Phew! Thank goodness for Alec and The London Times! In those days it was still ‘The Thunderer’ and had a solid reputation as the King of Fleet Street backed by the entire British Empire.

But the most important thing was the power of the words ‘London Times which cut through everything like a thunderbolt coming to our rescue.

We spent four days in Abu Dhabi which was in the throes of transition, paid for by oil revenues, to become a city of skyscrapers in glass and steel. There were workmen everywhere. The Ramada Inn was still not finished, though, luckily for us, the bedrooms were complete but there was no dining room as yet. Breakfast was brought to our rooms. So civilised!

We were given a car with a driver to use as we wished. We played truant one day and asked the driver to take us somewhere out of the city. After a terrifying journey through the desert, driving on sand with no road metal, in a car with no seat belts and driven by a fiend whose only aim was to get to the front of the queue of traffic ahead of the huge waves of sand hurled over us by the car in front. All the other cars were trying to do the same.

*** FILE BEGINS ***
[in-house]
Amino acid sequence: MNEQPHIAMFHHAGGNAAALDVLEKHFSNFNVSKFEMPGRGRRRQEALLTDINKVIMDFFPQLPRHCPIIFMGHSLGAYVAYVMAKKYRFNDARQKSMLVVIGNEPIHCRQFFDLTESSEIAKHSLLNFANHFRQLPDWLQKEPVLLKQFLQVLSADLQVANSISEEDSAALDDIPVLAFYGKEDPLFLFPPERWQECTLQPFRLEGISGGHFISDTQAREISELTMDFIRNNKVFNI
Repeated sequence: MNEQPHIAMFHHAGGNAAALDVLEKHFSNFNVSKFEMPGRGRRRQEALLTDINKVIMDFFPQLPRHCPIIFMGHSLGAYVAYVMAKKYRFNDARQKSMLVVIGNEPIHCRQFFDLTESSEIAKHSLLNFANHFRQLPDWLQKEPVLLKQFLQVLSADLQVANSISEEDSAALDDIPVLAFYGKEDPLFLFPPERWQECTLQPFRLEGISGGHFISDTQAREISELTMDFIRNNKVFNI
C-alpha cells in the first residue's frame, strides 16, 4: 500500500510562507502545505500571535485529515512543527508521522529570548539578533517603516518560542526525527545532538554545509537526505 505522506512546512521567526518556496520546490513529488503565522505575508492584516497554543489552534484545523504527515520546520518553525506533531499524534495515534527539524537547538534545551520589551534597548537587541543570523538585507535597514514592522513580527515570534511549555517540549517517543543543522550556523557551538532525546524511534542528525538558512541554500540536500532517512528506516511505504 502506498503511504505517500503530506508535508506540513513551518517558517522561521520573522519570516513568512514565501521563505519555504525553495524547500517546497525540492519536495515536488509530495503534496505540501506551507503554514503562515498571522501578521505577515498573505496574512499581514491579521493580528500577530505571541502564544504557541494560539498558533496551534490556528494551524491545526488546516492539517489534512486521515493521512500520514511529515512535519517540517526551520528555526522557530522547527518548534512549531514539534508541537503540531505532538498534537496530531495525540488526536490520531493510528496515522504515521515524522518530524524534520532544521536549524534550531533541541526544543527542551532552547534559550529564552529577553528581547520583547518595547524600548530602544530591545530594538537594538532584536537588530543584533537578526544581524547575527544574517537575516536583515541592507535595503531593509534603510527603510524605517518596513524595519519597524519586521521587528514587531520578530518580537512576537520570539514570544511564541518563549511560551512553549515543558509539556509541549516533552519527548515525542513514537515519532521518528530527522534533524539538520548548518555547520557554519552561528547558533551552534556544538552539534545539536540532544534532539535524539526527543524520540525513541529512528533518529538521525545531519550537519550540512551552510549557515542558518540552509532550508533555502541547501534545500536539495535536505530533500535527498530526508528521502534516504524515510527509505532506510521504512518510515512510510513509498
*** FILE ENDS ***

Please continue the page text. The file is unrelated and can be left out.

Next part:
Eventually we arrived at a little port with a harbour full of dhows. On one side of the harbour was a small café where we drank black tea and watched the fishermen sorting their nets. It was an idyllic place, quiet, with only a few people around: the rush to modernise had not yet reached it.

On the journey back to Abu Dhabi we asked the driver what the name of the little fishing village was. He replied ‘it’s called Dubai.’

There are other ways to emphasize one or more words; some people frown on the use of bold or upper case. A conflicting point of view can be encased in a quiet, chilling voice or the speaker’s rage portrayed through a description of their demeanour, body language or threatening behaviour. Words can carry a great deal of weight if used in a creative way.